Sec. 2.  Under a plan approved by the commissioners court of the county in the same manner as a plan is approved for jury selection under Section 62.011, Government Code, in a case other than a capital felony case, the court’s designee may hear and determine an excuse offered for not serving as a juror, including any claim of an exemption or a lack of qualification.  The court’s designee may discharge the prospective juror or postpone the prospective juror’s service to a date specified by the court’s designee, as appropriate, if:

(1)  the court’s designee considers the excuse sufficient;  and

(2)  the juror submits to the court’s designee a statement of the ground of the exemption or lack of qualification or other excuse.

Sec. 3. A court or a court’s designee may discharge a juror or postpone the juror’s service on the basis of the juror’s observation of a religious holy day or religious beliefs only if the juror provides an affidavit as required by Article 29.012(c) of this code.

B. Excused by Consent – CCP 35.05

One summoned upon a special venire may by consent of both parties be excused from attendance by the court at any time before he is impaneled.

C. Number of Challenges – CCP 35.15

(a)  In capital cases in which the State seeks the death penalty both the State and defendant shall be entitled to fifteen peremptory challenges.  Where two or more defendants are tried together, the State shall be entitled to eight peremptory challenges for each defendant;  and each defendant shall be entitled to eight peremptory challenges.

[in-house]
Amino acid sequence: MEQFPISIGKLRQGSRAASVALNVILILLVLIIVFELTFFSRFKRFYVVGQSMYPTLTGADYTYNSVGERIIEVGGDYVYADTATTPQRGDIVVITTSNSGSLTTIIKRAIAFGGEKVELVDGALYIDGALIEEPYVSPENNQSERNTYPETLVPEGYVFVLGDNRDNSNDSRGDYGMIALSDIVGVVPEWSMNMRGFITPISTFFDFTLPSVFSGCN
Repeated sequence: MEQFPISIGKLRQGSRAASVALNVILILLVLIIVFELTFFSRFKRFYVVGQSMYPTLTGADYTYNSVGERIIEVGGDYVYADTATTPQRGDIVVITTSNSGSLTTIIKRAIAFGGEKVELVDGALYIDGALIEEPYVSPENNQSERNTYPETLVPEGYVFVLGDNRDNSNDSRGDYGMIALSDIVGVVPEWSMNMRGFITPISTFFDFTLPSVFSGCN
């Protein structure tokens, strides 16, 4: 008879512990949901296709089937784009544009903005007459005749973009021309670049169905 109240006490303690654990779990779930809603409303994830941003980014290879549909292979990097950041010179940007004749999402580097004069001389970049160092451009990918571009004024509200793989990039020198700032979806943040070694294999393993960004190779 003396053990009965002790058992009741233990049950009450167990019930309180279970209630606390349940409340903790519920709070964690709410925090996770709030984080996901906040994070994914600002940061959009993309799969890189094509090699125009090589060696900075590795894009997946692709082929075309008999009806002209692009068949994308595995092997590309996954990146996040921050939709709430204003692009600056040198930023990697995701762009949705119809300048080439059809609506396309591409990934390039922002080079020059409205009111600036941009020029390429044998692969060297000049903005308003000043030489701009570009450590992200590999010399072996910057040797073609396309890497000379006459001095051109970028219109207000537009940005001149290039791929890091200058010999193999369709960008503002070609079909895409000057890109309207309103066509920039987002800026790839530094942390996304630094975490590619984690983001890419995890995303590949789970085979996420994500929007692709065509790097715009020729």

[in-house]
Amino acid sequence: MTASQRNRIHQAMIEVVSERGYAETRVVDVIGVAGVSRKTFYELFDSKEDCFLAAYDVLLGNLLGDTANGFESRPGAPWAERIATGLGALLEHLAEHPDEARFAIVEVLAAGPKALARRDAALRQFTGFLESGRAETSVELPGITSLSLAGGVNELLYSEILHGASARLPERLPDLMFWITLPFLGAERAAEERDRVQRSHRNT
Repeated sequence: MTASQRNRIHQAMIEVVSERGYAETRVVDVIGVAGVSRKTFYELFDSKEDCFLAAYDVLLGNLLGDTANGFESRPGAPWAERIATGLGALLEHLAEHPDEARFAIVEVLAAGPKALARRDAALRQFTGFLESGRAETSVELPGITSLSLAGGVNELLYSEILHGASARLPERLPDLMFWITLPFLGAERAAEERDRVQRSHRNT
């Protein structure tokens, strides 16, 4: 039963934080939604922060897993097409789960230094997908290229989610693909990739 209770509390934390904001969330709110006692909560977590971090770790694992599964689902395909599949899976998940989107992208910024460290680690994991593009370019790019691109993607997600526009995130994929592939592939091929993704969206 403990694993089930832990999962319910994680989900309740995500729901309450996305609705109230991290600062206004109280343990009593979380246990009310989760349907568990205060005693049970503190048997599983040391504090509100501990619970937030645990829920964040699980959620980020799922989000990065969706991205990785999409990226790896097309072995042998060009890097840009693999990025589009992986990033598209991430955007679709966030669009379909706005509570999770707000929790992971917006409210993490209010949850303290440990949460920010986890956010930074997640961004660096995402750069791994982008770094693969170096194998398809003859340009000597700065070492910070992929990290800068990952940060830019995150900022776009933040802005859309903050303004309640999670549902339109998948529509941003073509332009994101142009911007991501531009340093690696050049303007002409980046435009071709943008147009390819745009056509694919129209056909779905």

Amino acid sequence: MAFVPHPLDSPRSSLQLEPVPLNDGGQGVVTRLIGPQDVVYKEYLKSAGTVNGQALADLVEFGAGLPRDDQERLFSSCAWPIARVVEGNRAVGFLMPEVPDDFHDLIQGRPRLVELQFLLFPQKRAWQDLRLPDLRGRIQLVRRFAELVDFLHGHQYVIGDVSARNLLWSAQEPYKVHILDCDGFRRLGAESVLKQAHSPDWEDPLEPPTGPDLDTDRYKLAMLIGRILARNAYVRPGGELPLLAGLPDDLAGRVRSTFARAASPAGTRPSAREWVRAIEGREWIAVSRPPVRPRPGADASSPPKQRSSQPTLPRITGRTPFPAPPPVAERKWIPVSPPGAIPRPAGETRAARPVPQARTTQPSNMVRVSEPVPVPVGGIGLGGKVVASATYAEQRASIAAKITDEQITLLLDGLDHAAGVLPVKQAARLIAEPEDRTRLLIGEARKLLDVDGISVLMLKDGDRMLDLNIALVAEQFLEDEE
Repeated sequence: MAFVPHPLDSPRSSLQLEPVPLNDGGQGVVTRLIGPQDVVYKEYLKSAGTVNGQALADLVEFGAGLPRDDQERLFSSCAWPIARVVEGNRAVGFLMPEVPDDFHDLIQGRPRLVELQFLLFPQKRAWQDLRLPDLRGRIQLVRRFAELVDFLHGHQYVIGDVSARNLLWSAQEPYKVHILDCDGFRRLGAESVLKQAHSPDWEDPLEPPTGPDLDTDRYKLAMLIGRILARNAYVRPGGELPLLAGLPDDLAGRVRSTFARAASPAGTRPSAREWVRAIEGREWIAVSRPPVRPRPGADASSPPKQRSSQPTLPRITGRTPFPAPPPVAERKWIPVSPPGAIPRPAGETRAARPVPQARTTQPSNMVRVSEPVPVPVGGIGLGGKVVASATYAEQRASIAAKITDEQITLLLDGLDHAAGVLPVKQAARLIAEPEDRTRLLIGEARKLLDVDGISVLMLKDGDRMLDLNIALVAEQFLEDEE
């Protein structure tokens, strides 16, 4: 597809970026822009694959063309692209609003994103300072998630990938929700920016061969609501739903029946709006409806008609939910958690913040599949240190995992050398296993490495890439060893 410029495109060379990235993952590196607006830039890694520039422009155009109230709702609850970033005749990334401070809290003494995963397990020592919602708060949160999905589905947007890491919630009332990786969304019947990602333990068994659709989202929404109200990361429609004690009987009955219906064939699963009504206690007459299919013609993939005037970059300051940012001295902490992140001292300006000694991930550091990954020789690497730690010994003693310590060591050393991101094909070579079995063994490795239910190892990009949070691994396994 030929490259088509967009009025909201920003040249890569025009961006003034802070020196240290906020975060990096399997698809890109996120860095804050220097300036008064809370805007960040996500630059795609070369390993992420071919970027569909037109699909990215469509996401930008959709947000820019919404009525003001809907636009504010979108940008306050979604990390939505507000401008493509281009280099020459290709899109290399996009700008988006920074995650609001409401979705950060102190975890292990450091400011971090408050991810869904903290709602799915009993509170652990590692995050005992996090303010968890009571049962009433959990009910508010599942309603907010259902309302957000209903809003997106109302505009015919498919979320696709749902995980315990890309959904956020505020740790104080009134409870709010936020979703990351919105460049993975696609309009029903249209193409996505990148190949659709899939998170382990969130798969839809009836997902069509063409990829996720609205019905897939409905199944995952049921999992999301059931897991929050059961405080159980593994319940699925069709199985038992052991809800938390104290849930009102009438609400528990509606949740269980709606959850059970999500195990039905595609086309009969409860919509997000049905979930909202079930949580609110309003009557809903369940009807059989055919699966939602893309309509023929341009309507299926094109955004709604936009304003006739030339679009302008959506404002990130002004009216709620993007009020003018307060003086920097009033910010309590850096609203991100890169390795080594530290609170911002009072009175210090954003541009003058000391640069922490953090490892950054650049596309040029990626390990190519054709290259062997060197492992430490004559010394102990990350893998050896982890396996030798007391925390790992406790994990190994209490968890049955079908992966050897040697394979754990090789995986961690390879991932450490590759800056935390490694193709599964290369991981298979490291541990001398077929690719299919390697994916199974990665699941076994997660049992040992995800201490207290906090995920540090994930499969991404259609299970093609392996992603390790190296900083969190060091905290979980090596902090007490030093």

(b) In non-capital felony cases and in capital cases in which the State does not seek the death penalty, the State and defendant shall each be entitled to ten peremptory challenges.  If two or more defendants are tried together each defendant shall be entitled to six peremptory challenges and the State to six for each defendant.

(c) The State and the defendant shall each be entitled to five peremptory challenges in a misdemeanor tried in the district court and to three in the county court, or county court at law.  If two or more defendants are tried together, each defendant shall be entitled to three such challenges and the State to three for each defendant in either court.

(d) The State and the defendant shall each be entitled to one peremptory challenge in addition to those otherwise allowed by law if one or two alternate jurors are to be impaneled and two peremptory challenges if three or four alternate jurors are to be impaneled.  The additional peremptory challenges provided by this subsection may be used against an alternate juror only, and the other peremptory challenges allowed by law may not be used against an alternate juror.

D. Reasons for Challenge for Cause – CCP 35.16

(a)  A challenge for cause is an objection made to a particular juror, alleging some fact which renders the juror incapable or unfit to serve on the jury.  A challenge for cause may be made by either the state or the defense for any one of the following reasons:

    1. That the juror is not a qualified voter in the state and county under the Constitution and laws of the state; provided, however, the failure to register to vote shall not be a disqualification;
    2. That the juror has been convicted of misdemeanor theft or a felony;
    3. That the juror is under indictment or other legal accusation for misdemeanor theft or a felony;